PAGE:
Head of Operations / Assistant Winemaker Family Partner


When you are born into a family business and the “office” is just outside your back door, the chances are pretty good you will be put to work at a very early age. And so it was for Harry Wetzel IV, whose grandparents started Alexander Valley Vineyards and whose parents, Hank and Linda Wetzel, founded the winery.
At the age of 5, Harry was already in the vineyards that surrounded his house, picking grapes. At the age of 13, his father decided he needed to learn other parts of the business. He worked in the shipping department and then later in the vineyard, installing an irrigation system and developing a new vineyard block.
Today, Harry is one of the third generation working at the family owned winery. “For me, being part of a family business means continuing the traditions my grandfather and father started at the winery and in the community,” Harry says. “It’s also a matter of preserving the integrity of the Wetzel family name. It’s a lot to live up to given the work the rest of my family has done, but I see it as a fun challenge.”
Prior to graduation from UC Davis with a degree in viticulture and enology he worked at Kendall-Jackson’s Geyserville location handling quality control on the bottling line and overseeing the crush pad during harvest. After graduation he joined a Napa lab as an enologist where he did chemical analysis on wine, consulting with wineries and home winemakers around the country.
He officially joined Alexander Valley Vineyards in 2002 and was named Assistant Winemaker in 2004. Over the years his position has evolved and he was named Head of Operations. His principal duties include working with growers and keeping a close eye on the vineyards - from pruning to irrigation. Those responsibilities have already paid dividends, making growers more accountable for the fruit they deliver, which has improved the quality of the wine.
“For me, it’s all about making the right decisions from producing the, highest quality wine that we can, to volunteering in our community,” Harry says. Outside of the winery I am actively involved as a Board Member in the Sonoma County Vintners Coop as well as the Alexander Valley Community Hall. As a family, we have always supported community service and I want to encourage the involvement of other wine families. My family lives and works in the Alexander Valley and we want it to be a great place for the next generation. Harry and his wife, Rebecca, live with their two children on the Wetzel Family Estate.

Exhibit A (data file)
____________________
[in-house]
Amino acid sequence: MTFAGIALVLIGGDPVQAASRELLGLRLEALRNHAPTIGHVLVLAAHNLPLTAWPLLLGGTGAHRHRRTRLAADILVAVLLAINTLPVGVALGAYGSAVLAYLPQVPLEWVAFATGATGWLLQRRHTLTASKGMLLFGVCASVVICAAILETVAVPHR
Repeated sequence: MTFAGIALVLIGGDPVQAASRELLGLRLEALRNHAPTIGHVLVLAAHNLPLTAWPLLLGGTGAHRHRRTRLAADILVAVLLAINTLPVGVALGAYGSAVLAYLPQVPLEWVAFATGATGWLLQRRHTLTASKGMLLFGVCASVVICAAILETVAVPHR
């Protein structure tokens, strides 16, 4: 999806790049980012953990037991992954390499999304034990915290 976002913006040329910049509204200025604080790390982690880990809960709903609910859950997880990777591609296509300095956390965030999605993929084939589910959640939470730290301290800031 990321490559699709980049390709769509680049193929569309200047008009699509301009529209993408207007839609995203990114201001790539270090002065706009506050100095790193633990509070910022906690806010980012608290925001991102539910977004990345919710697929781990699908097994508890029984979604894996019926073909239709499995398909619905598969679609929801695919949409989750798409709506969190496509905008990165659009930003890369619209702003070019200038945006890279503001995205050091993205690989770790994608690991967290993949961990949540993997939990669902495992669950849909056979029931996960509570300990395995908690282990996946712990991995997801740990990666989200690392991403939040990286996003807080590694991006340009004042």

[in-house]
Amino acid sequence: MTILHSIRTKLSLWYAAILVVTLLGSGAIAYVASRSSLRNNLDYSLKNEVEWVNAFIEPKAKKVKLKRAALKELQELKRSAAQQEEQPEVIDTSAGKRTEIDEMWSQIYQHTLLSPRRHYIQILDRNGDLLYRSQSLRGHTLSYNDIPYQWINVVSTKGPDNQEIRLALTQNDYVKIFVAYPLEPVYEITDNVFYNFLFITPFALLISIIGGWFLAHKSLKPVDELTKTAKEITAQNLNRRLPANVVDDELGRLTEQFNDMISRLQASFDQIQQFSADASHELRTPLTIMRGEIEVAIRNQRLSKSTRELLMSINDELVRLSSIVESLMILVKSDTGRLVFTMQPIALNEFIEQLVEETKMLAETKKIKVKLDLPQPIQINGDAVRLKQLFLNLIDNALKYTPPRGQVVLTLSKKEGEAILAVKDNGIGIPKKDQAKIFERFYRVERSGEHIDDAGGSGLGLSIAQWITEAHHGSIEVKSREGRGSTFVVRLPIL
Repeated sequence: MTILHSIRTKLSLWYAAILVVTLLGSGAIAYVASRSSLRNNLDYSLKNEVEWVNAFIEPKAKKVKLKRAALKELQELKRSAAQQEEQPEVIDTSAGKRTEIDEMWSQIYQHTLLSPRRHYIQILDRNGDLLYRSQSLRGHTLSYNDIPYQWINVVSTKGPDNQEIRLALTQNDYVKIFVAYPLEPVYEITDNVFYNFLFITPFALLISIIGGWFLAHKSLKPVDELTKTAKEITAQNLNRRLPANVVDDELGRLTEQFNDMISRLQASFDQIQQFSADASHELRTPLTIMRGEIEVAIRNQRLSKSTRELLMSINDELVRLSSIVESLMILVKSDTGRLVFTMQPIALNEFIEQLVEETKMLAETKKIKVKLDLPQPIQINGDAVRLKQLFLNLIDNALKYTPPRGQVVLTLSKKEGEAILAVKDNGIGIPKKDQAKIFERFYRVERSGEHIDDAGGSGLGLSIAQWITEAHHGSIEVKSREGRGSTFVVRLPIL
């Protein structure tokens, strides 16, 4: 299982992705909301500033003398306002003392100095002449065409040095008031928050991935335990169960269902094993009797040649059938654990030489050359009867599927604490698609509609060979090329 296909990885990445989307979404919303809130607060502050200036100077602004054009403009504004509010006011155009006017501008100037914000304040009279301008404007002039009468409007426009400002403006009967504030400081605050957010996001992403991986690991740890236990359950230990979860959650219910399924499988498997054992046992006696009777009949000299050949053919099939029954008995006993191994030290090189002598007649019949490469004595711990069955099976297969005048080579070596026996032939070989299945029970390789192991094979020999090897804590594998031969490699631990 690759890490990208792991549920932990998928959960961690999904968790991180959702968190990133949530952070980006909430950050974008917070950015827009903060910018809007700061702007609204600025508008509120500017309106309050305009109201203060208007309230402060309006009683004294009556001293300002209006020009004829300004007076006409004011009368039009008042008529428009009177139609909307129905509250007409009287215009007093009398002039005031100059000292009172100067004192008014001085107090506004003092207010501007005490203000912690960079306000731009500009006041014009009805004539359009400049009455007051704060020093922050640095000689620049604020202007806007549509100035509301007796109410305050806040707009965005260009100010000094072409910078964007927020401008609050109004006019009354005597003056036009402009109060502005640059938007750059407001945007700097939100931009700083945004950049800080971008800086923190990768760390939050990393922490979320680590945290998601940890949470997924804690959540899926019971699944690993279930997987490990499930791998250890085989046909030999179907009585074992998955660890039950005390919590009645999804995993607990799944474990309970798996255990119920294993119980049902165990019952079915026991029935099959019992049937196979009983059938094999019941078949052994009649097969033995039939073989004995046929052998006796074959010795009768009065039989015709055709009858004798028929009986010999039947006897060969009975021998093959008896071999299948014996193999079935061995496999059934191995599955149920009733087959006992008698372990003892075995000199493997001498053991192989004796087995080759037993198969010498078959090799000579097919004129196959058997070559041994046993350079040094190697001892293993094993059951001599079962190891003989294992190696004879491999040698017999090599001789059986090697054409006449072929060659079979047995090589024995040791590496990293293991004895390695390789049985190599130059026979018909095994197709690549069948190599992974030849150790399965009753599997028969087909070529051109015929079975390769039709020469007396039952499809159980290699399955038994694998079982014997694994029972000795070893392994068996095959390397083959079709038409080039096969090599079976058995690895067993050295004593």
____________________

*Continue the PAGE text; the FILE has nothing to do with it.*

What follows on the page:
About the Botanical Research Institute of Texas

The Botanical Research Institute of Texas (BRIT®) is a nonprofit, international research and education organization that collects and safeguards plant specimens, studies and protects living plants, and teaches about the importance of conservation and biodiversity to the world.

BRIT’s scientists and educators work together in achieving the organization’s two-fold mission of conservation and education. Its scientists travel the globe investigating habitats, finding rare and endangered plant species, and documenting biodiversity. BRIT educators create new ways to turn information into knowledge through outdoor discovery, discussion, and experiential learning for both students and teachers. 

BRIT’s work impacts our community and the world in a number of functional areas, including environment, by giving people a local sense of stewardship; society, by training a new generation of thinkers and problem solvers; and conservation, by offering methods for better stewardship of the land.
BRIT is open to the public Tuesday through Friday from 10 a.m. to 4 p.m. and on the first Saturday of each month from 9 a.m. to noon.

Admission is free. For more information, visit http://www.brit.org.